1896 Léon Bollée Tandem Two-seater

1896 Léon Bollée Tandem Two-seater
Perhaps reacting against his father’s total commitment to steam transport, young Léon Bollée saw greater potential in the internal combustion engine and designed his first such powered vehicle, a tandem two-seater, three-wheeler as early as 1895. Production was based at Le Mans and the single-cylinder, air-cooled, engine was offered in two versions developing either 2hp or 3hp, giving these machines an amazingly fast turn of speed. Three forward speeds were standard and the tubular frame owed much to bicycle manufacturing methods. Bollée’s significant invention in this machine was the driving wheel axle carried by levers pivoted on the frame of the vehicle, allowing the movement of the axle backwards or forwards to increase or release belt tension for gear changing. The engine was mounted horizontally with radiating cooling ribs and ignition was by hot tube, using an oil-fired burner, a similar system to that of Panhard-Levassor. Contemporary motor racing driver, Charles Jarrott, in his standard work, ‘Ten Years of Motors and Motor Racing’ referred to the presence of Léon Bollées at the start of the 1896 London to Brighton Run as follows –
“Léon Bollée was there, with a small fleet of those extraordinary little machines invented by him, which always, to their mind resembled land torpedoes more than anything else.” Léon and father Amédee Bollée and H.O. Duncan were to drive these vehicles in this landmark event. In 1897 Léon Bollées won The Motorcycle Cup, a major race organised and sponsored by ‘La France Automobile’, then as now qualifying for both motorcycle and car events. The Paris-Amsterdam Race, held in the same year, was won by Jamin on a Bollée, extraordinarily covering 170km in 4 hours and 13 minutes.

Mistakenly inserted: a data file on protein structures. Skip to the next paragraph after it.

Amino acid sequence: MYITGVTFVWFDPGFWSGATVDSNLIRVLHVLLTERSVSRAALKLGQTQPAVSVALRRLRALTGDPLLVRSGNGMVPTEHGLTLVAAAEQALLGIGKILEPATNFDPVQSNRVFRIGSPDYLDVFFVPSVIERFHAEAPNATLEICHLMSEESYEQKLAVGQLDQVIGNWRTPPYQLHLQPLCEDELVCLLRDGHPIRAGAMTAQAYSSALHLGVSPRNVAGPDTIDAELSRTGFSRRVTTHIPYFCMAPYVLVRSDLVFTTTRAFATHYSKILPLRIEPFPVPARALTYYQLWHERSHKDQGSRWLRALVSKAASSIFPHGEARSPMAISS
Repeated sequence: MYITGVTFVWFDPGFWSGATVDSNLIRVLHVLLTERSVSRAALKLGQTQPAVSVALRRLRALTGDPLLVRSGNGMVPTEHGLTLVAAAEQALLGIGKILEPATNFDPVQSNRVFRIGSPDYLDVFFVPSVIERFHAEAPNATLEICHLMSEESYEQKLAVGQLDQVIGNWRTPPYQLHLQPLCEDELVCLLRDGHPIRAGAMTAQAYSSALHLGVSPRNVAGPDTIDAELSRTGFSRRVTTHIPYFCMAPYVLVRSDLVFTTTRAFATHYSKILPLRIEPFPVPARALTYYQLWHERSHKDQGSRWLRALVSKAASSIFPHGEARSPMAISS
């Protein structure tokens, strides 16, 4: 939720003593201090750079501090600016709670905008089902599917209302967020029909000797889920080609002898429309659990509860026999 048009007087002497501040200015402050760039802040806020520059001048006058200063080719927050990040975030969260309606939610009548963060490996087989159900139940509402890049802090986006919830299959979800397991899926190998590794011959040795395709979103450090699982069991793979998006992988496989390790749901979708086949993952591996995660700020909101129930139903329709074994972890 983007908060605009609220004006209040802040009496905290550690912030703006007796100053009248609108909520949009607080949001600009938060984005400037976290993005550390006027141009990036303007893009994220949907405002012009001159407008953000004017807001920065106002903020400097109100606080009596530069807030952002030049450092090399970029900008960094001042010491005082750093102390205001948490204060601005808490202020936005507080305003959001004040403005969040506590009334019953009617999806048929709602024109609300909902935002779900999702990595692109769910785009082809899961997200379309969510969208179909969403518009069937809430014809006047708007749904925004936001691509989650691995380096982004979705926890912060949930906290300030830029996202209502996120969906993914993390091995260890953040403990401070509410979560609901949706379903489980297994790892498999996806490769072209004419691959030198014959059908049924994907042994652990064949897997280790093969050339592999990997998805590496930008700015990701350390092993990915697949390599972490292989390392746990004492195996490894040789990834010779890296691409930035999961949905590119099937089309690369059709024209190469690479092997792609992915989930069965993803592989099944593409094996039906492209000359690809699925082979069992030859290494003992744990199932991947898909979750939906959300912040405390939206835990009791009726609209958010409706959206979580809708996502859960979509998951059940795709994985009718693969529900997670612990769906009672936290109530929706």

Today Léon Bollées are accepted for both the LBVCR and the equally prestigious Sunbeam M.C.C. Pioneer Run to Brighton. The late Sammy Davis, founder of the Veteran Car Club of Great Britain, was an energetic Léon Bollée driver and today they have a distinct appeal to more sporting sorts. This car carries a VCC dating plate recording the date of manufacture as 1896, per VCC Dating Certificate no. 319. It was found in Ipswich in poor condition in 1936 and took part in its first Brighton Run in 1953 and then again in 1954, in the hands of R.Lawson, then registered NHW 1. In later years, having lost the NHW 1 number, it belonged to VCC Past President and ‘guru’ of quirky, pioneer three wheelers, Johnnie Thomas, at some later stage going overseas. Coming now from a major overseas collector, it is very smartly presented in green livery with nickel fittings, including spring-mounted oil cycle lamps. Only four 1896 examples of this marque are listed in the current VCC of GB Members Handbook and this dating guarantees the earliest possible starting position in Hyde Park for the London to Brighton Veteran Car Run. There can be no more authentic way of re-enacting the 1896 Emancipation Run than on one of these exciting (just ask the passenger!) ‘land torpedoes’.

Descriptions & Pictures by bonhams
Production Start 1896
Country of origin France